"It's going to be an remarkable journey," Dave said Tuesday. "I can't tell you how excited I am. This is like a childhood dream, and for a pilot it doesn't get better."
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To the Edge of the Earth
The U-2 spy plane, also known as the "Dragon Lady," is a unique plane because no other plane flies higher.
Major Luke Lokowich, a U-2 pilot, told Dave, "You're going to be the highest guy on earth on Thursday."
Dave said on the broadcast, "I've loved flying since the first time I went up in the sky when I was 8 years old. I've flown in almost every kind of aircraft -- and now I'm licensed to fly myself. There is nothing like the view from the sky -- and that's what will make this trip so extraordinary."
According to Lokowich, Dave will get to see the actual curvature of the Earth from the U-2's windows.
Dave reported what makes this possible is "a miracle" of modern technology. However, this plane was first designed over half a century ago for photo surveillance during the Cold War. In 1960, Dave said, the U-2 was front and center when CIA pilot Gary Powers was shot down in his U-2 spy plane over the Soviet Union.
And two years later, it was the U-2 that documented the images that precipitated the Cuban Missile Crisis. And even today, Dave said, whether it's in Iraq, Afghanistan or even in the U.S. -- the U-2 still plays a vital role in the U.S. Air Force.
Capt. Sean Piccirilli, an intelligence officer, pointed out film shot after Hurricane Katrina, in which you can actually see an anchor tied to a boat from nearly 10 miles in the sky.
However, the U-2's black-and-white film - shot just like it was in 1955 - is largely considered classified.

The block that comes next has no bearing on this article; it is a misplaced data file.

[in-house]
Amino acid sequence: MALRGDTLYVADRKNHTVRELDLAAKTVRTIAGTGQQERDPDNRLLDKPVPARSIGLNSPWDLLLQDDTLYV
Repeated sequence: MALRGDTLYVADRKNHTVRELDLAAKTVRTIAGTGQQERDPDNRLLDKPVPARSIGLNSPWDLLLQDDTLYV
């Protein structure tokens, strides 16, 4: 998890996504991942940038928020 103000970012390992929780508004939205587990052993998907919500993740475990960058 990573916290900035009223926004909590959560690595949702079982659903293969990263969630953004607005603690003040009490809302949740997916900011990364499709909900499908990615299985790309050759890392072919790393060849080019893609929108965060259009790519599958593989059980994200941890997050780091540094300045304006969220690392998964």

In fact, during Dave's visit, Piccirilli told him a red light meant that unclassified people were in the building.
"Who is that?" Dave asked.
Piccirilli responded, "You."
As for the U-2's film, it is analyzed and the data is transmitted to soldiers on the front lines.
Lokowich said, "The U-2, and what it does today in the tactful environment, fulfills the high-altitude needs that can't be filled by anything else right now."
Dave said the U-2 plane is both a classic artifact of American history and a current-day military asset.
"I have been lucky to do a lot of really cool things as a weatherman," Dave said, "I don't know if there is anything cooler than what I'm about to do."
Lokowich said, "It will be literally, and figuratively, be one of the high points of your life."
Dave added on "The Early Show" with his fellow anchors that he "absolutely, positively, hands-down" has the best assignment this week.
During the course of that assignment, Dave will undergo a barrage of tests.
"We all know mental tests I wouldn't pass, and physical tests are going to be a challenge, so basically I'll smile and get through with personality," he said.
But Dave won't be alone on his mission. He'll bring along "The Early Show" viewers. He said the plane is being wired with cameras to give the best look at Earth from near-space.
"You'll feel like you are along in the cockpit on this remarkable right 13 miles in the sky," Dave said. "And I got to tell you, I cannot wait."
But are there any nerves or anxiety?
Dave admitted he did have some reservations about the flight, but added, "You put your faith in the hands of these remarkable pilots. There are no better pilots than the pilots of the U.S. Air force, so you understand that they're briefed, they understand exactly what to do. They're ready for any contingency. And it's more nervous excitement than anything else. And we are all going to have a great time on Thursday and Friday and the rest of this week."